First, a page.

Our friend and colleague Harry Hatry has long insisted that data is far more valuable when it’s disaggregated. In a January 2022 paper for the Urban Institute which we were honored to co-author with him, he maintained that performance data is particularly useful when you “compare the outcome values broken out (disaggregated) by demographic characteristics (e.g., by age group, race/ethnicity, gender, education level, and location—such as neighborhood, state, or other geographical location).”
Much more recently, Michael Jacobson, director of Performance and Strategy at the King County Office of Performance Strategy and Budgets pointed us to an adage he once heard: "Aggregate to communicate and disaggregate to manage."
These lessons are brought into start relief by a just released report by the Census Bureau that will stop us from ever thinking that the median population of states is a truly meaningful figure. The title of the report gets right to the point: "New Census Bureau Visualization Shows Broad Variations in Age."
Consider Florida. Its median age in 2021 was 42.7, somewhat higher than next-door neighbor Georgia with a median age of 37.5. But does this mean that all of Florida is a place where retirees tend to go for low taxes and sunny weather? Not really, if you visit Leon County, with a population approaching 300,000. That county, home to the state capital, appropriately named for explorer Ponce de Leon, who is said to have sought the Fountain of Youth, has a median age of 32.1.
By wild contrast, Sumter County, Florida, has a median age of 68.3, the highest of any county in the country. No surprise there. Sumter County is effectively little more than the home of The Villages, a master-planned age-restricted community with 130,000 people and virtually no children.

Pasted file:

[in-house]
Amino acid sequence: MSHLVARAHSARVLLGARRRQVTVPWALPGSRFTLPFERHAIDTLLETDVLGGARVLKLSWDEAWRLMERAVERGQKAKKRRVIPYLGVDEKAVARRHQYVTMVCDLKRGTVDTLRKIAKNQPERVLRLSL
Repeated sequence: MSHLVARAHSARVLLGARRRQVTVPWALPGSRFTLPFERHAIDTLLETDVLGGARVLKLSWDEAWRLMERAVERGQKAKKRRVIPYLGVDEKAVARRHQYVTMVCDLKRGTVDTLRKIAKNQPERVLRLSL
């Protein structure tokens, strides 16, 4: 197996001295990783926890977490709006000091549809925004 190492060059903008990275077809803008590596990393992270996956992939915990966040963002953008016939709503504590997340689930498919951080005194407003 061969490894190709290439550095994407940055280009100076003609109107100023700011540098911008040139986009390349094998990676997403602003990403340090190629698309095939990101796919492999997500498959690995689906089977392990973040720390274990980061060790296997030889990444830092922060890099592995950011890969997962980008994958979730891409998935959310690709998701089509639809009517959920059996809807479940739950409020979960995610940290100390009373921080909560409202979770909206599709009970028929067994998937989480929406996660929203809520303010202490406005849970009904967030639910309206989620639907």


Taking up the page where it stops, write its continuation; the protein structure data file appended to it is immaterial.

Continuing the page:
Florida is not unusual, as the Census Bureau points out. Median ages ranged from county to county in practically every state. South Dakota, for example, had an extremely low median age of 23.0 in tiny Todd County, primarily home to Native Americans compared to 56.3 in Custer County.
These age ranges are of consequence for a number of reasons. For example, when states distribute finances to counties based on their total populations, it might be wise for them to take the individual counties’ median ages into account. Consider the funding that went out to counties to help them deal with Covid vaccinations, particularly in the early days of the pandemic. Given the greater likelihood of hospitalizations and deaths among older people, it would have made simple sense to look at these disaggregated figures and spend more in the counties with higher median ages.
Lumping people together into any monolith is often misleading, and age is only one example. A couple of months ago, Laura Zhang Choi, a Warren County school-board member testified to New Jersey legislators that the state would be well served by breaking down the component parts of New Jersey’s Asian American residents, according to an article in Verve Times.
She pointed the legislators to New York City as a powerful example, and according to the article she told the legislators that, “about 11% of city residents suffer from diabetes, and the rate among Asian Americans is roughly the same at 12%. But a deeper look showed an alarming figure for Indian Americans, nearly double the city average at 21%. That information disappeared when all Asian ethnicities were lumped together.”
The importance of disaggregation – for many other factors – was clearly spelled out in a recent podcast featuring Amy O’Hara, Research Professor in the Massive Data Institute at Georgetown’s McCourt School of Public Policy.
As she explained, “When we think about the way that our communities are reflected in data, the biggest regular data collection is a decennial census. Every 10 years information is pulled together about every single resident in the United States. And for that information, in order to do apportionment, you say, how many humans are there in the U.S. and that’s adequate for that purpose.
“But then, you really want to start breaking it down. What are the characteristics of these people? How many are male? How many are female? How many are old? How many are young? And you get these disaggregations of the data that were collected. The aggregate information is useful, but depending on what your policy question is, it’s not going to be useful enough.”